Gordon Lightfoot: A Tribute to His Incredible Life and Musical Legacy
Portrait of Gordon Lightfoot, circa 1974 — the same year he released his classic tune "Sundown." Photo: Michael Ochs Archives/Getty Images
We thought we’d lost Gordon Lightfoot before.
There was the ruptured aortic artery in September 2002, just before a performance in his hometown of Orillia, which left the singer-songwriter in a coma for six weeks in a Hamilton hospital.
And there was the surreal hoax in 2010, when news of his death spread virally on social media, prompting Lightfoot to call in to a radio station to reassure listeners that he was, in fact, still alive and kicking.
Despite the waves of concern engendered by both events, though, it was almost impossible to think of Lightfoot dying. It was impossible to consider a country, a world, without him in it.
Sadly, Gordon Lightfoot passed away Monday night, May 1, 2023, in a hospital in Toronto. No hoax, this time. No hope for recovery. A statement from the family said he died of natural causes and that he’s survived by his wife Kim Hasse, six children and several grandchildren.
He was 84 years old.
Born in Orillia, Ont., Lightfoot was drawn to music from an early age, performing as a child and teenager, teaching himself guitar, piano and drums. He studied music at L.A.’s Westlake College of Music for two years, before returning to Canada in 1960, settling in Toronto where he largely lived for the rest of his life. He performed as a singer and dancer on CBC’s Country Hoedown before becoming a fixture in the Yorkville folk music scene.
He first came to fame as a songwriter, with stars as disparate as Peter, Paul and Mary, Elvis Presley, Judy Collins and Richie Havens recording and performing his early songs. His debut album, Lightfoot!, was released in 1966, following appearances at the Newport Folk Festival and on The Tonight Show Starring Johnny Carson.
With his recording of “Canadian Railroad Trilogy,” which was commissioned by the CBC to mark Canada’s centennial, and released on Jan. 1, 1967, Lightfoot was established as a Canadian icon. His 1971 recording of “If You Could Read My Mind” made him an international star, and the subject of appreciation (and envy) from other singer-songwriters.
His catalogue from the late 1960s and early ’70s, between those two songs, is virtually unparalleled. Most songwriters would be thrilled to write a song as powerful as “Wherefore and Why” or “Black Day in July” or “Pussywillows, Cat-Tails” or “Did She Mention My Name” – Lightfoot wrote them all, and dozens more.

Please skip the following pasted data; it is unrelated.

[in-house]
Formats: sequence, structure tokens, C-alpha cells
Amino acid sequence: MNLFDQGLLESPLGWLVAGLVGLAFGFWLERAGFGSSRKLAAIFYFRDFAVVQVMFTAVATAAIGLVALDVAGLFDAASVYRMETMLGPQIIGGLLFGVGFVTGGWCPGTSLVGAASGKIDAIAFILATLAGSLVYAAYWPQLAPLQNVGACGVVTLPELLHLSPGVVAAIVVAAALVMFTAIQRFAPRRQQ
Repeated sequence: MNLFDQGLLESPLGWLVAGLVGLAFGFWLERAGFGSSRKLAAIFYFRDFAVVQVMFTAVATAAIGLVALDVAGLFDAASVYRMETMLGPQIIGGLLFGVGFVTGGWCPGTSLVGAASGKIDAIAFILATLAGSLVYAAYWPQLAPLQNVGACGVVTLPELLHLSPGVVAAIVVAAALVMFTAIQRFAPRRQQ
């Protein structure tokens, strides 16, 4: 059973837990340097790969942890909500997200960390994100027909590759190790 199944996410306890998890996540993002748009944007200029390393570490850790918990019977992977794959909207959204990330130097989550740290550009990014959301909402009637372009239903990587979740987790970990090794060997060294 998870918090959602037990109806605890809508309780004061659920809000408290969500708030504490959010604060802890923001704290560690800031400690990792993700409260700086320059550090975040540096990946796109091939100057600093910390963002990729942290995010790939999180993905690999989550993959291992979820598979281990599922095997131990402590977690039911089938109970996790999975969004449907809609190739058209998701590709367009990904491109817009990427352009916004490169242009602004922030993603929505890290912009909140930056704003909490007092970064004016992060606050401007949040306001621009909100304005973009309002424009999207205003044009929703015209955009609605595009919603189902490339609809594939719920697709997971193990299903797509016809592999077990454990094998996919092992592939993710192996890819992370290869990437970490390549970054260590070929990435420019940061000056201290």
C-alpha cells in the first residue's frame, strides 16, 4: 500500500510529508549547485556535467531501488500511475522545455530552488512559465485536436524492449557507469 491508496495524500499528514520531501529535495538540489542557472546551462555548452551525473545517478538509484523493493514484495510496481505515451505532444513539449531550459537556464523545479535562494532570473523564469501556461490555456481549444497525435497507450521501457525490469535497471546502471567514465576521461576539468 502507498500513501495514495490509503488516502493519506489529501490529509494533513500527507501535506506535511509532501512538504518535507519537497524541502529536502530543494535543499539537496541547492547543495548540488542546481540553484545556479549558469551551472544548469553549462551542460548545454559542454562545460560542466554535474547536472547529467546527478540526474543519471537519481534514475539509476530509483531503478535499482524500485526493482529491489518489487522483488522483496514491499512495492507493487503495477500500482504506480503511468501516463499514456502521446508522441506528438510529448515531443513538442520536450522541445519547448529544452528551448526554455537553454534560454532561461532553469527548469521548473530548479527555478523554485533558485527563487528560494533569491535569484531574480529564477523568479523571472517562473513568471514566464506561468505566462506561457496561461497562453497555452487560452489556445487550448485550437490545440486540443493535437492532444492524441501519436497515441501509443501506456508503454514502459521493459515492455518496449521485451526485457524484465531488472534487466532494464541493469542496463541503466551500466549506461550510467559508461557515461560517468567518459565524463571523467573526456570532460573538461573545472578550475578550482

His move to Warner Bros./Reprise in 1970 maintained that flow, with songs like “Sundown,” “Carefree Highway,” “Don Quixote,” “Old Dan’s Records,” and so many more. It’s almost ridiculous to list Lightfoot’s great songs — they’re carved into our souls in ways we don’t really understand.
Despite struggling with Bell’s palsy and alcoholism, Lightfoot continued to write and tour. His regular concerts at Toronto’s Massey Hall were more than shows: they were cultural touchstones. And while he slowed down as he aged, and as health issues plagued him, Lightfoot never stopped. A 2019 documentary Gordon Lightfoot: If You Could Read My Mind served as an introduction to his life and work for a younger generation and saw the generation of songwriters who followed him, including Rush’s Geddy Lee and Tom Cochrane, weighing in on his influence.
Lightfoot has loomed so large in Canadian music and culture that one finds it difficult to define exactly why. Lightfoot’s greatness is a given, but what is it that made him so great?
We could talk about his voice, the caramel baritone that characterized much of his work. We could talk about the force and grace of his guitar-playing.
It all comes back, though, to the songs.
Pieces like “If You Could Read My Mind,” written about his divorce, and “Sundown,” written during his fractious relationship with late Canadian singer Cathy Smith — who was also convicted of involuntary manslaughter in the drug-related death of comedian John Belushi — are plain-spoken and emotionally immediate, to vastly different effect, the plaintive quality of the first juxtaposed against the simmering, slow churning of the second. His use of images is powerful, from pussywillows and cattails to a collection of old records.
And then there’s “The Wreck of the Edmund Fitzgerald,” which Lightfoot released in 1976. Based on a Newsweek article, the song chronicled the sinking of the eponymous ship on Lake Superior in November 1975.
It’s a remarkable song, which balances immediacy and contemporary content (the song was released months after the sinking) against a timeless, legendary quality, in much the same manner that “Canadian Railroad Trilogy” makes the history of the trans-Canada railway feel vibrant and alive.
Both songs are remarkable, and a reminder of what we have lost. Play them now. Play them loud.